8 June 2001

Scrapie proving tough customer to combat

CASES of scrapie in sheep remained above the 500 mark in 2000, continuing the pattern of the past five years, according to the MAFF report Animal Health 2000.

Commenting on the report, NSA chief executive John Thorley says the figures are as expected, but should improve over the next three to four years as the National Scrapie Plan gets into gear.

"The plan aims to eradicate the disease from the industry by selective breeding of rams which are naturally resistant to the disease," he says. "It started by identifying which rams of sire breeds are scrapie resistant.

"Producers should now start looking out for scrapie-resistant lambs as they become available within the plan. A lot of work and effort has already been undertaken by breeders to produce these resistant lambs."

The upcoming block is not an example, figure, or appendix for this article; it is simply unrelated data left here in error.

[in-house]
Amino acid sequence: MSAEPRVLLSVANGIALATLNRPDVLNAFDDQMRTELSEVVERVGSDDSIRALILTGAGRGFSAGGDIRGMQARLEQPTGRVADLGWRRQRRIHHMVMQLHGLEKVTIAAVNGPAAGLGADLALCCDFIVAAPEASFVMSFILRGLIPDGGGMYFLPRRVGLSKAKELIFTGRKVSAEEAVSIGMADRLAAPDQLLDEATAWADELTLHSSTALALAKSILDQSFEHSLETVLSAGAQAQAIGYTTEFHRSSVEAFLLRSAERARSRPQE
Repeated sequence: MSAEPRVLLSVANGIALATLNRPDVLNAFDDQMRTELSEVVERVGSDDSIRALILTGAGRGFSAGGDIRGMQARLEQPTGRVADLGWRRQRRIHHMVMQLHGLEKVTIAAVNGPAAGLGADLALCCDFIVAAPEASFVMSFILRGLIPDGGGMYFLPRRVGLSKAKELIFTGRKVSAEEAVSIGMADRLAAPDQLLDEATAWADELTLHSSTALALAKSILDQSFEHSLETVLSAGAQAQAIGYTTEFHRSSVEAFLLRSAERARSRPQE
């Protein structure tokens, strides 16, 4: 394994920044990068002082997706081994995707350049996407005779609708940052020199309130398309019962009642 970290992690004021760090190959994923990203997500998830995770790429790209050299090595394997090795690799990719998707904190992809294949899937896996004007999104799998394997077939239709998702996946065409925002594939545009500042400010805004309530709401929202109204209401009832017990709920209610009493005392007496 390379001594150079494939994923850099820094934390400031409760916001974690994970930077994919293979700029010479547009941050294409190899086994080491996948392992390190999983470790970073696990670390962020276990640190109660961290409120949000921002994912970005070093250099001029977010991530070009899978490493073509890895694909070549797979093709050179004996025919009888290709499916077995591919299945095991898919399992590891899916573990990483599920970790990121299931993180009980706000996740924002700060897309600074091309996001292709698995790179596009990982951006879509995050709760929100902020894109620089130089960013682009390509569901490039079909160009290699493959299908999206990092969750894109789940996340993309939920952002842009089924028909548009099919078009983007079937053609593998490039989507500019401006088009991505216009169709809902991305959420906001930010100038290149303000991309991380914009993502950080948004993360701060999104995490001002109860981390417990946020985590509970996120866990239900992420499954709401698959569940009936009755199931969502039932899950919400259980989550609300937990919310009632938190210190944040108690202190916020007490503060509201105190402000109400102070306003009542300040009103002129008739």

Mr Thorley is confident that the UK sheep industry will become free of scrapie by implementing the plan. Also, producers are promptly identifying and reporting new cases because the symptoms of scrapie are well known.

MAFF compensation rates for confirmed cases are based on average cull prices, but this cannot be calculated because of the loss of the markets with foot-and-mouth. MAFF announced recently that the April rate of £28.95 would also apply in June. &#42